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E-IJD® - CORRESPONDENCE
Year : 2022  |  Volume : 67  |  Issue : 3  |  Page : 315
Drug patch testing in patients of fixed drug reaction due to fluoroquinolones-imidazole combination


Department of Dermatology, NKP Salve Institute of Medical Sciences and Lata Mangeshkar Hospital, Nagpur, Maharashtra, India

Date of Web Publication22-Sep-2022

Correspondence Address:
Sushil Pande
Department of Dermatology, NKP Salve Institute of Medical Sciences and Lata Mangeshkar Hospital, Nagpur, Maharashtra
India
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Source of Support: None, Conflict of Interest: None


DOI: 10.4103/ijd.IJD_627_20

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How to cite this article:
Rathi S, Pande S, Borkar M. Drug patch testing in patients of fixed drug reaction due to fluoroquinolones-imidazole combination. Indian J Dermatol 2022;67:315

How to cite this URL:
Rathi S, Pande S, Borkar M. Drug patch testing in patients of fixed drug reaction due to fluoroquinolones-imidazole combination. Indian J Dermatol [serial online] 2022 [cited 2022 Sep 30];67:315. Available from: https://www.e-ijd.org/text.asp?2022/67/3/315/356745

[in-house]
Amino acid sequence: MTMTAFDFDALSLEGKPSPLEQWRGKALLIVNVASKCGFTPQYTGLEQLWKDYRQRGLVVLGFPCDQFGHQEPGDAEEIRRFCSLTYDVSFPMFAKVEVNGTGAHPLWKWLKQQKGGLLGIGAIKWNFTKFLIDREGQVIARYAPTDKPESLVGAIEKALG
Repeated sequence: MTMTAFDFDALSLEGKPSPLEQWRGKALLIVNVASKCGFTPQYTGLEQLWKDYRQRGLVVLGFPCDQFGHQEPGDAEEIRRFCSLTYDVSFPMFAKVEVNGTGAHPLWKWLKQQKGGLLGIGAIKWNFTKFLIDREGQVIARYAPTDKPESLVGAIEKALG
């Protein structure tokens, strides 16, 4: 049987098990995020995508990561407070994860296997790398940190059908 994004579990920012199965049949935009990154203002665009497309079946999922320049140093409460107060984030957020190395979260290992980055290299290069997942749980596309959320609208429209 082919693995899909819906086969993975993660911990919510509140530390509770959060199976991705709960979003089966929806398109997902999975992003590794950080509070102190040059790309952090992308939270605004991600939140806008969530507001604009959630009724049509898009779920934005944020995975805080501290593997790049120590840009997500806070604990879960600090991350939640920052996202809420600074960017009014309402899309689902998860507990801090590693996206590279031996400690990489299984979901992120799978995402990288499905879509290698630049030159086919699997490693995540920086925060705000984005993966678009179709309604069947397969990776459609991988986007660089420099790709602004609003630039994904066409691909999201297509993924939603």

Sir,

Fixed-drug reaction (FDR) is a characteristic cutaneous adverse drug reaction that recurs at a specific site or at different sites each time a specific drug is taken. FDR being a delayed type of cutaneous adverse drug reaction, drug patch test is suggested to help identify the exact culprit drug.[1] There have been conflicting reports of the utility of drug patch testing in patients of FDR and in other forms of cutaneous adverse drug reaction (CADR). The current study was conducted with an attempt to evaluate the usefulness and safety of the drug patch testing in FDR caused exclusively due to fluoroquinolone-imidazole drug combination.